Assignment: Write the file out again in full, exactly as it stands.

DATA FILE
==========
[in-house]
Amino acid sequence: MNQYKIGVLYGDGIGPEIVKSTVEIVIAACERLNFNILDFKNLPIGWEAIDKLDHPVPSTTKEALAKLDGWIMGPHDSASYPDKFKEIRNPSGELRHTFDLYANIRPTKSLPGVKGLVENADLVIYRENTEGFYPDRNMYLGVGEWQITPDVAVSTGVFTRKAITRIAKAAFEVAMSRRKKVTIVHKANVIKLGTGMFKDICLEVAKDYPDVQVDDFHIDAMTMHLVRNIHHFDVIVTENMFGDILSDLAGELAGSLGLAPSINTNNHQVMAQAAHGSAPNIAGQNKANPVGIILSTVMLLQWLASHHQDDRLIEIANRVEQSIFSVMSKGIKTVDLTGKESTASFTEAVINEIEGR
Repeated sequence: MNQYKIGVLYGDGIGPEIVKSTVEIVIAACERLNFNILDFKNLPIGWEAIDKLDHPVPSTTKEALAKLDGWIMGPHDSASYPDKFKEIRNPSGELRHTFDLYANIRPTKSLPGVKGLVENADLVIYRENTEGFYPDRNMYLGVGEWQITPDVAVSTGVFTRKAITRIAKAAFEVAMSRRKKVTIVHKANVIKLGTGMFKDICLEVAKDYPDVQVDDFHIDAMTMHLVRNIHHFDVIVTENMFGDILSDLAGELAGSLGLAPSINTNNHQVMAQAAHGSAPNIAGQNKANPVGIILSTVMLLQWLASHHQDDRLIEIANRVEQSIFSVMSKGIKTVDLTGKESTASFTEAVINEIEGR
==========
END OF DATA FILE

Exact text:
[in-house]
Amino acid sequence: MNQYKIGVLYGDGIGPEIVKSTVEIVIAACERLNFNILDFKNLPIGWEAIDKLDHPVPSTTKEALAKLDGWIMGPHDSASYPDKFKEIRNPSGELRHTFDLYANIRPTKSLPGVKGLVENADLVIYRENTEGFYPDRNMYLGVGEWQITPDVAVSTGVFTRKAITRIAKAAFEVAMSRRKKVTIVHKANVIKLGTGMFKDICLEVAKDYPDVQVDDFHIDAMTMHLVRNIHHFDVIVTENMFGDILSDLAGELAGSLGLAPSINTNNHQVMAQAAHGSAPNIAGQNKANPVGIILSTVMLLQWLASHHQDDRLIEIANRVEQSIFSVMSKGIKTVDLTGKESTASFTEAVINEIEGR
Repeated sequence: MNQYKIGVLYGDGIGPEIVKSTVEIVIAACERLNFNILDFKNLPIGWEAIDKLDHPVPSTTKEALAKLDGWIMGPHDSASYPDKFKEIRNPSGELRHTFDLYANIRPTKSLPGVKGLVENADLVIYRENTEGFYPDRNMYLGVGEWQITPDVAVSTGVFTRKAITRIAKAAFEVAMSRRKKVTIVHKANVIKLGTGMFKDICLEVAKDYPDVQVDDFHIDAMTMHLVRNIHHFDVIVTENMFGDILSDLAGELAGSLGLAPSINTNNHQVMAQAAHGSAPNIAGQNKANPVGIILSTVMLLQWLASHHQDDRLIEIANRVEQSIFSVMSKGIKTVDLTGKESTASFTEAVINEIEGR